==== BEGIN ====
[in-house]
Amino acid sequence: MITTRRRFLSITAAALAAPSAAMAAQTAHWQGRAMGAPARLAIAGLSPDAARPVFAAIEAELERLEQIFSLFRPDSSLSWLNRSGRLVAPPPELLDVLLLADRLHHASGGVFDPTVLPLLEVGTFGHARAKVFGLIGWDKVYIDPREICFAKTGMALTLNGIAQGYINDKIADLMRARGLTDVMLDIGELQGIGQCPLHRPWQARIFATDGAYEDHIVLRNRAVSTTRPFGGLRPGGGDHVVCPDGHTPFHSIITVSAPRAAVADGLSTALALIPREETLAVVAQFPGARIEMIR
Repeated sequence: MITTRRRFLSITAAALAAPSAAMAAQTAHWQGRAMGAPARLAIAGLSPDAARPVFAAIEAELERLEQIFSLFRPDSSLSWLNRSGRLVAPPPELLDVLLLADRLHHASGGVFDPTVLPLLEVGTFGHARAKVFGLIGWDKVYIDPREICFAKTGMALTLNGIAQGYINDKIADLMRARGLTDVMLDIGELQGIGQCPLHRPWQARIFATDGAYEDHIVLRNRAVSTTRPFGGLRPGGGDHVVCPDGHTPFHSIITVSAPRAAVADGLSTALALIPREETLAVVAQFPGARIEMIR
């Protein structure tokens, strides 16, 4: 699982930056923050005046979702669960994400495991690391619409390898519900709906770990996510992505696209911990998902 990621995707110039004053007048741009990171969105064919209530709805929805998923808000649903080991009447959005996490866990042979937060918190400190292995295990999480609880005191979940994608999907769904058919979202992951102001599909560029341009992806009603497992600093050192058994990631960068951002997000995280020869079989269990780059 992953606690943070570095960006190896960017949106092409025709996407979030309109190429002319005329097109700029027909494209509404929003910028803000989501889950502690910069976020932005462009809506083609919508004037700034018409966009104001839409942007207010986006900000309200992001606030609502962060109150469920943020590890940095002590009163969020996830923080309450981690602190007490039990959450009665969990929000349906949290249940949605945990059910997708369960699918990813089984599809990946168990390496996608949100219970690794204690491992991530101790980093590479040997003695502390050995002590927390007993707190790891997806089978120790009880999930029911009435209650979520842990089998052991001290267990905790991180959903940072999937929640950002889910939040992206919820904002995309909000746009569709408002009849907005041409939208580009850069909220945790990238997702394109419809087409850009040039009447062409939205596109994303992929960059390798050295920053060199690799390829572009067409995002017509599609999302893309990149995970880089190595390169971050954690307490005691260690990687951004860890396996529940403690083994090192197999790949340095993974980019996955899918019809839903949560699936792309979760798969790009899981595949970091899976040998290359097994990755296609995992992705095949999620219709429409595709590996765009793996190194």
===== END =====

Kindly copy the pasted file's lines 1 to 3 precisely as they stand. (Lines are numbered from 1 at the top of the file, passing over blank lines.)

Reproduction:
[in-house]
Amino acid sequence: MITTRRRFLSITAAALAAPSAAMAAQTAHWQGRAMGAPARLAIAGLSPDAARPVFAAIEAELERLEQIFSLFRPDSSLSWLNRSGRLVAPPPELLDVLLLADRLHHASGGVFDPTVLPLLEVGTFGHARAKVFGLIGWDKVYIDPREICFAKTGMALTLNGIAQGYINDKIADLMRARGLTDVMLDIGELQGIGQCPLHRPWQARIFATDGAYEDHIVLRNRAVSTTRPFGGLRPGGGDHVVCPDGHTPFHSIITVSAPRAAVADGLSTALALIPREETLAVVAQFPGARIEMIR
Repeated sequence: MITTRRRFLSITAAALAAPSAAMAAQTAHWQGRAMGAPARLAIAGLSPDAARPVFAAIEAELERLEQIFSLFRPDSSLSWLNRSGRLVAPPPELLDVLLLADRLHHASGGVFDPTVLPLLEVGTFGHARAKVFGLIGWDKVYIDPREICFAKTGMALTLNGIAQGYINDKIADLMRARGLTDVMLDIGELQGIGQCPLHRPWQARIFATDGAYEDHIVLRNRAVSTTRPFGGLRPGGGDHVVCPDGHTPFHSIITVSAPRAAVADGLSTALALIPREETLAVVAQFPGARIEMIR